Author's Note: This writeup pertains to Pathfinder's "Milestone 1," which is my first really usable prototype that somewhat resembles a consumer device. I'm currently working on Milestone 2, which adds smarter haptic feedback and moves to a fully custom, integrated design. That's what future project logs will be documenting.
Step 1: Getting Distance Data
I began by sourcing the cheapest ultrasonic sensor I could find: the $2 HC-SR04 sensor. It incorporates a transmitter and receiver, operating on 60 kHz sound waves, along with their appropriate drive & timing circuitry into a single module. I then interfaced this sensor with an ATmega328P micro controller, at first through the Arduino platform to make development as simple as possible. In testing this sensor, I measured consistent 0.5cm precision out to a maximum range of 500cm, with a 30º cone of detection. However, accuracy remained off by around 5%. This was due to the impact of ambient temperature on the speed of sound, and so I integrated data from a TMP36 analog temperature sensor to achieve accuracy within 1% of actual values.
I used small, circular motors built for haptic feedback in mobile devices. A motor is placed on the pinky fingertip of the user's non-dominant hand, allowing for good tactile sensitivity while remaining minimally intrusive. To convey intensity, we manipulate the frequency of gentle pulses, whereas most traditional systems vary vibration strength. This is a really delicate process, as having the best sensors and data in the world won't help unless I can actually convey that to the user. My main challenge so far has been resolution: It's fairly easy to tell apart, say, the different quartiles of the systems' range, but we need to do better. First, I asked a focus group of future beta testers to identify the ideal range for an assistive navigational device. Most agreed that 250cm, or just over 8 feet, would be a useful extension over their existing options and that they would see diminishing returns in utility after that point. For my first prototypes, I just used a simple linear scale that changed the delay between haptic pulses. What is a haptic pulse, you ask? Even simpler: A uC pin goes HIGH for roughly 20 milliseconds, driving the gate of an N-channel MOSFET to switch a simple ERM motor. I have big plans for this cobbled-together assembly, however, and I'm now looking at LRA motors + specialized haptic driver ICs.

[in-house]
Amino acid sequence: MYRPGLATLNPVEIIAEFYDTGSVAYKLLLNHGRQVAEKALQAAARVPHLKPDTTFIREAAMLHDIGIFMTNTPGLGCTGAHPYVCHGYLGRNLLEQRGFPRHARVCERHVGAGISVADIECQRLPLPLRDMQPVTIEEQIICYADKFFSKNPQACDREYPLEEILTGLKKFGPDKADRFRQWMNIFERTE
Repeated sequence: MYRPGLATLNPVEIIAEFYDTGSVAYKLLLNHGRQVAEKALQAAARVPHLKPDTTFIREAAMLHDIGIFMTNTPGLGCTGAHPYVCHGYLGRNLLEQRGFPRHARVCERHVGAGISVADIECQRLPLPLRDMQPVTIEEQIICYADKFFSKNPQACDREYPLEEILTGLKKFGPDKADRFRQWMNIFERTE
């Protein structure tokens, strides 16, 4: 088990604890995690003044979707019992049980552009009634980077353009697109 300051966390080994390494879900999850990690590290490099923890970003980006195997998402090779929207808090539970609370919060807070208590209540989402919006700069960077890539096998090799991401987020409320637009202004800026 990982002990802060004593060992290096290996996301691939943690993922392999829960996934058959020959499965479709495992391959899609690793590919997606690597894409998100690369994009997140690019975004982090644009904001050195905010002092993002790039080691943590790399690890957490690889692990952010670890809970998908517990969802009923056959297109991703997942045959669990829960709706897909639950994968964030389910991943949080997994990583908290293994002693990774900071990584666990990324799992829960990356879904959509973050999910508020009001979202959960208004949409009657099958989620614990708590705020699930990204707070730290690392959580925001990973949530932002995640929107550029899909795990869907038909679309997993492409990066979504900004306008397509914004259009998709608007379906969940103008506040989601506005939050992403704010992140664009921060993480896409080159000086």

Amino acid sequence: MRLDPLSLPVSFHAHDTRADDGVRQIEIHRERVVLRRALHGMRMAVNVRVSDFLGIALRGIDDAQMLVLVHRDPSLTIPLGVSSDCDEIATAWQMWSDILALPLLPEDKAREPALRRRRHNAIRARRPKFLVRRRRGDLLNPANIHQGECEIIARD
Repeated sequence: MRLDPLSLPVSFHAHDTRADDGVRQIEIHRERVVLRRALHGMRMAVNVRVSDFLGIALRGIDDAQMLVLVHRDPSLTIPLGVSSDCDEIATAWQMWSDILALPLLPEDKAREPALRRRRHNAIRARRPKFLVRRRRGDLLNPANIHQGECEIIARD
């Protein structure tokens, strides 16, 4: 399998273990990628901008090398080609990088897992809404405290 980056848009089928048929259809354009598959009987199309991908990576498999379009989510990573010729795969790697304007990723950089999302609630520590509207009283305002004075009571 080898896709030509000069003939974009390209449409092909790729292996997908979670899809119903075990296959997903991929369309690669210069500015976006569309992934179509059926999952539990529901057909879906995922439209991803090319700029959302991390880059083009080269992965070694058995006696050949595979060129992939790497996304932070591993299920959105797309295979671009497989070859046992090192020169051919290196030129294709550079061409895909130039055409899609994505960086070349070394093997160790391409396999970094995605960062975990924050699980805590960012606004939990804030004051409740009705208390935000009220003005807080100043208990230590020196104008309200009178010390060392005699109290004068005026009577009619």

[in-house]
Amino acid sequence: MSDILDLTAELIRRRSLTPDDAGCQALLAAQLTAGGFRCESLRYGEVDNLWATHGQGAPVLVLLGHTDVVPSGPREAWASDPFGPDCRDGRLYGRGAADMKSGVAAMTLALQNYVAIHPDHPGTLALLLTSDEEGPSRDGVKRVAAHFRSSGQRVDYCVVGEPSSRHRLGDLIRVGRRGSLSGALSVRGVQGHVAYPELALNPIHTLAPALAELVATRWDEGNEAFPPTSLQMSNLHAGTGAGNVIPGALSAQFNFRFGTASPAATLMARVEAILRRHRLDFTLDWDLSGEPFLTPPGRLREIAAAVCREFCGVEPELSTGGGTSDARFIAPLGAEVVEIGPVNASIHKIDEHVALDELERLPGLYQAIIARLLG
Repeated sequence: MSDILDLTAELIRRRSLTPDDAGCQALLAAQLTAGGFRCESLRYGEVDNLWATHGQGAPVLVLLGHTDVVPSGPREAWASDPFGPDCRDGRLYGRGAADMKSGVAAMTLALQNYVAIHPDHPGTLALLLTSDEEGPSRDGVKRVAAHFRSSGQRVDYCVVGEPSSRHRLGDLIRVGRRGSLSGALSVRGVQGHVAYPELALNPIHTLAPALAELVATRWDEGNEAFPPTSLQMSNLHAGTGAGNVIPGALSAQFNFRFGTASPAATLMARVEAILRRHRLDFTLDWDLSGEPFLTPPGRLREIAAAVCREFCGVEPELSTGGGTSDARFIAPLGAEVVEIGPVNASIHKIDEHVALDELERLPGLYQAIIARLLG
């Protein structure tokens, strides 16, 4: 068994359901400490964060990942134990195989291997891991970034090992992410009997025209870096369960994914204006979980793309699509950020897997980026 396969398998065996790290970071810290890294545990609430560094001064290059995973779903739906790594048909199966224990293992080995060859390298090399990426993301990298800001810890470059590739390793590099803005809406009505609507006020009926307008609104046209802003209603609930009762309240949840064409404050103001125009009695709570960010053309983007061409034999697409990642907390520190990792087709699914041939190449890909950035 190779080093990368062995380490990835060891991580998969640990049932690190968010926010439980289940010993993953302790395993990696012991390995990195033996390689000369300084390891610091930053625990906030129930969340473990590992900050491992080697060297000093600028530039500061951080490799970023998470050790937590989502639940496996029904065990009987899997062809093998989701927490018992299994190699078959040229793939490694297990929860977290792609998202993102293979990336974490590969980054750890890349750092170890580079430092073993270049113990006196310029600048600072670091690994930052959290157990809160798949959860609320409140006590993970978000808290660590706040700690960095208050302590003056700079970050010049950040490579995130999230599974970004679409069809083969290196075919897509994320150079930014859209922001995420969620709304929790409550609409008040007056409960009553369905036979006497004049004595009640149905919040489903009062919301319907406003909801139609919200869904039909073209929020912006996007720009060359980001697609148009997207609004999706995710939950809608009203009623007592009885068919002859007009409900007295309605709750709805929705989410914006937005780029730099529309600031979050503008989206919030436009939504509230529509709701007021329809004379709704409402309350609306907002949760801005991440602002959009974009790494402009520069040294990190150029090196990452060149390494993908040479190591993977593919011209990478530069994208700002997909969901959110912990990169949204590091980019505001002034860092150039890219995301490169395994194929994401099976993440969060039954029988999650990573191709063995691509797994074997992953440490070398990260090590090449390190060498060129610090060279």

Bringing It Together
I now had to integrate the system into a single device. I switched to a much smaller controller board and arranged the parts on a prototyping grid, hand soldering the connections with jumper wires. A 9V battery provided a primitive, yet portable power source. This early prototype measured 50x70mm, and weighed 115 grams. The assembly was attached to a utility glove with velcro and tested; users reported much of the obvious: the device was bulky, had poor weight balance, and the loose glove made for poor tactile feedback.
From Prototype to Product
With my basic design vision physically realized, I became significantly more ambitious. Over a two week development sprint, I learned and employed EAGLE CAD to create PCB layouts for my prototype, which enabled me to add features such as an accelerometer/gyroscope, support for lithium-polymer battery packs, and an additional wrist motor for complementary feedback patterns; all while significantly reducing the footprint. I manufactured the 35x55mm board with resources from my school's chemistry lab (cupric chloride etchant, as well as the essential fume hood + personal protection equipment!. The glove too was replaced for a more elastic variant, and the motor was sewn into the fingertip to ensure tactile sensitivity. Overall, the board was 45% smaller and weighed 60% less (45g), while improving functionality.
Mark III has a slight board shrink (30x45mm, 40g) and systems upgrade. The 8-bit 16MHz AVR processor was swapped for a 32-bit 96MHz ARM Cortex-M4...Read more »